Last week, retailers warned customers that their shopping might be delayed due to the wintry conditions and that shoppers faced major disruption as the so-called “Beast from the East” winter storm brought heavy snow and freezing temperatures to the UK. Indeed Britons’ travel plans (and I include myself in this) were heavily disrupted by the wintry conditions as roads across the country were hit by the worst snowy weather in decades.
If I was struggling to go about my daily business, this got me thinking about the impact this might be having on online deliveries and how the carriers and retailers were dealing with the weather and the inevitable delays. Today we take it for granted that if we order online our parcels will be delivered same day, next day or within a day or so. So how were Britons faring with the fact that not only were their travel plans being disrupted but also their goods might not arrive?
Retailers did their best to forewarn customers. Tesco said it will do “its best” but deliveries may be limited during bad weather. Amazon on Twitter said: “As a result of the expected cold snap in the next few days with risk of snow, our deliveries might be delayed.”
But what do you do if your parcel doesn’t show up? One of the important aspects to understand is that once ordered, your contract is with the retailer, not the delivery company. So, if the carrier loses the goods you ordered, the retailer is still responsible for putting things right. It is a retailer’s responsibility to make sure your items arrive on time and in good condition. If your parcel fails to show up on time, the first thing you need to do is raise the issue with the retailer. It will be their responsibility to track down your package.
I also noticed that as well as putting out notifications in advance warning their customers that parcels might be delayed, some also put out messages to say that they were not liable in circumstances where the event leading to the claim was caused by situations “outside our control” including exceptionally severe weather conditions. Whilst helpful, this probably isn’t going to create the best customer experience.
If your parcel was delayed the retailer you ordered from should attempt to arrange an alternative delivery time if the bad weather caused you to miss your slot. But be prepared because legally, retailers only need to refund the cost of the cheapest delivery option – so if you paid for a premium “next day” or “named day” service, unfortunately you may not get all your money back.
The bad weather last week was not the only knock that retailers have had to deal with in recent times. Competition from online rivals, inflation and poor sales are just some of the worrying trends facing the UK’s retail industry. Indeed, last week in addition to the bad weather we also saw Maplin and Toys R Us join a growing list of high-profile retailers falling into financial difficulty. This sombre trend means retailers must have a laser focus on ways to more cost effectively and efficiently deliver that ‘dream’ customer experience.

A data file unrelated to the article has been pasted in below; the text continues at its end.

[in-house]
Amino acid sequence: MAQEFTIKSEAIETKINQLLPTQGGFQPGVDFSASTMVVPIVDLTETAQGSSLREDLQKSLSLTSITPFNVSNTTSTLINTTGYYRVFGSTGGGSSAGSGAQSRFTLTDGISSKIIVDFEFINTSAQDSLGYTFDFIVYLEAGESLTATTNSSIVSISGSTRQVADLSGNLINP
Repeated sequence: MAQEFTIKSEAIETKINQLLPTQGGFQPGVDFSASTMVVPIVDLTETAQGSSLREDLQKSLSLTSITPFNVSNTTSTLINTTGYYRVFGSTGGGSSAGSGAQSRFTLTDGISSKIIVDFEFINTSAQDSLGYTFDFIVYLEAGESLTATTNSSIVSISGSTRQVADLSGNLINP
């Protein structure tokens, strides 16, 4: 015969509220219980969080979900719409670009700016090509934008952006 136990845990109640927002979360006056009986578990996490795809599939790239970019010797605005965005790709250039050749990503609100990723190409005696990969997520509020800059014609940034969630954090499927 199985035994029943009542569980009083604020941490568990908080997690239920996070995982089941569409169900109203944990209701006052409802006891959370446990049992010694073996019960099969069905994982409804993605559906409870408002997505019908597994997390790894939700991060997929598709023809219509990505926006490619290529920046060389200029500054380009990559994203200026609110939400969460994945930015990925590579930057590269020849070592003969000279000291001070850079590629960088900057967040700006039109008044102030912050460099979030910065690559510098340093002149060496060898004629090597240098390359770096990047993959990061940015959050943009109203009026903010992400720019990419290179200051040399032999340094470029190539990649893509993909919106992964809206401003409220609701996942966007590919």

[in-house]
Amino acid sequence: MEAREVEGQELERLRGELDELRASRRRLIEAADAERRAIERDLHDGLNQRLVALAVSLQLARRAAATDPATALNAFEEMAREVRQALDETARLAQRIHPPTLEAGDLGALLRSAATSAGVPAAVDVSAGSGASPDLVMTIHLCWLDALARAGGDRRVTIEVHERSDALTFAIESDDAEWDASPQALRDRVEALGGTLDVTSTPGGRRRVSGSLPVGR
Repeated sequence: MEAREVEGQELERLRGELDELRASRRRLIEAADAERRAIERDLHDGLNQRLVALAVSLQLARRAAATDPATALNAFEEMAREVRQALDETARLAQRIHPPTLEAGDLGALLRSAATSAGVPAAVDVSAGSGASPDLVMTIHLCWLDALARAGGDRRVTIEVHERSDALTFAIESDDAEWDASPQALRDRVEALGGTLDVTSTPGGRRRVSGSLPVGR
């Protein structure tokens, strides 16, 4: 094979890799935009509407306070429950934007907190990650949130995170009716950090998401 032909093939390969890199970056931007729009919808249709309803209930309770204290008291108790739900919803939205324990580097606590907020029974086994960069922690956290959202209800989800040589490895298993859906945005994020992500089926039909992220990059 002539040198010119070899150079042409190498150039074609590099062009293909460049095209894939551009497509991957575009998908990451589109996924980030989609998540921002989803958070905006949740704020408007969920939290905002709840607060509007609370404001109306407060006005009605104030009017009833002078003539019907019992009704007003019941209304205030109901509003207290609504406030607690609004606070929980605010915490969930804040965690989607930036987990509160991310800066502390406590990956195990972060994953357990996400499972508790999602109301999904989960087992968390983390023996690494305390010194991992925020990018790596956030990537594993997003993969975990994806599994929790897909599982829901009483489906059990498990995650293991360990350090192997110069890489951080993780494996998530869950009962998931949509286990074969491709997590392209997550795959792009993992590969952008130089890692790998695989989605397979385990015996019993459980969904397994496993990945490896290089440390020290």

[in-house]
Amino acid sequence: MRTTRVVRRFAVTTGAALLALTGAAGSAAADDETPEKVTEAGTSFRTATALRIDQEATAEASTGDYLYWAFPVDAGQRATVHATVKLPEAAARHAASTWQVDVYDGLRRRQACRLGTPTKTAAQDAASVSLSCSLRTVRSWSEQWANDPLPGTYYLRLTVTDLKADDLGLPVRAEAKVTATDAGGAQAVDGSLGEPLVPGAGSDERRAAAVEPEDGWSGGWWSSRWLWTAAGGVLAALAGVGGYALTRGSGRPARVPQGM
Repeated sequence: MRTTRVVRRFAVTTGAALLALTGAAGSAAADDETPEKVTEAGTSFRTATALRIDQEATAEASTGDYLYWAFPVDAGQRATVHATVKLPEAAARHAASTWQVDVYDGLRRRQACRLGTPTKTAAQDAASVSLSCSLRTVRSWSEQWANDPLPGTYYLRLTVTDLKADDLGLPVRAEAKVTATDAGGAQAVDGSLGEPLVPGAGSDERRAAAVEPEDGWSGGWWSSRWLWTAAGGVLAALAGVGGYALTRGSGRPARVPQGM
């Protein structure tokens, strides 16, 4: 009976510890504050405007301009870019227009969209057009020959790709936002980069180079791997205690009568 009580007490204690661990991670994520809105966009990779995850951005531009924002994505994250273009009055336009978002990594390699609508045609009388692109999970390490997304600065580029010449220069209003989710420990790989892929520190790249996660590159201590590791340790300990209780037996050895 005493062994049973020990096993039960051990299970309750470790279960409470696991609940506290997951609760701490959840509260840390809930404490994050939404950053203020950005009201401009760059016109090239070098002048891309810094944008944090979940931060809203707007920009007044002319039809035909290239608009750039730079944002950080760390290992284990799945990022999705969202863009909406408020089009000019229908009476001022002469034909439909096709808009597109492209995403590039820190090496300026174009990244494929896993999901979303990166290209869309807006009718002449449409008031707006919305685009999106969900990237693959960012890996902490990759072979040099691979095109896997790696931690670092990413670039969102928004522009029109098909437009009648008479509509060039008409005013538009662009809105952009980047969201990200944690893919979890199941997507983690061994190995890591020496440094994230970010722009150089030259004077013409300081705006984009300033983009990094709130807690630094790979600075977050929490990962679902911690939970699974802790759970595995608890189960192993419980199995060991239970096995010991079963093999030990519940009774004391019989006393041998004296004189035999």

Commenting on the recent financial troubles of Toys R Us, Richard Lim, chief executive of Retail Economics, said: “All is not well on UK high streets. The perfect storm of spiralling operating costs, softer consumer demand, and seismic structural changes has claimed another victim. Put simply, the retailer was too slow to embrace omnichannel, was burdened with too many stores and failed to deliver a retail ‘experience’ good enough to stand out from its competitors.”
So, while I am not going to purport to be an expert on omnichannel, what I do know is that automating every part of the delivery process is absolutely critical today in order to help retailers keep up with consumer expectation and deliver a highly competitive retail ‘experience’ – even when it snows! Put simply, little in omnichannel retail matters more than getting the goods to the customer in the most convenient way. Shoppers, now used to ordering anyhow, anywhere, anyway, anytime, are keen to take delivery at the moment that suits them. So putting every part of the delivery process under the microscope is absolutely critical to survival.
Here at NetDespatch we provide both retailers and carriers with leading edge e-commerce software that enables them to improve the service they offer to shoppers. Our parcel shipping and labelling platform ensures that parcels are picked and shipped with the minimum of effort and – believe me – in parcel delivery and shipping every second counts. Shoppers judge your business on the speed and accuracy of online deliveries and this will only intensify as demand for faster delivery services escalates.
To this point, last month, the IMRG index showed that on-time parcel deliveries recovered to 90% in January, from 85% recorded in December 2017. However, this was still down on January last year when it was at 93%. The IMRG stated that the most likely reason for the longer-term fall in performance was the general increase in the proportion of orders using faster, typically next-day, delivery services which was putting a strain on on-time deliveries.
So, while I can’t do anything about poor winter weather conditions, we can certainly help retailers and carriers alike streamline the delivery process. Let’s hope that now we are in March, spring is around the corner and getting that all-important parcel to the consumer (at least where the weather is concerned) will get easier. What is also just around the corner on the 21st and 22nd March is the eDelivery Expo, the UK’s largest fulfilment and final mile conference. I am sure there will be plenty of discussion around innovation in the delivery supply chain, so if you are interested in finding ways to speed up your delivery you should pop along. I hope to see you there.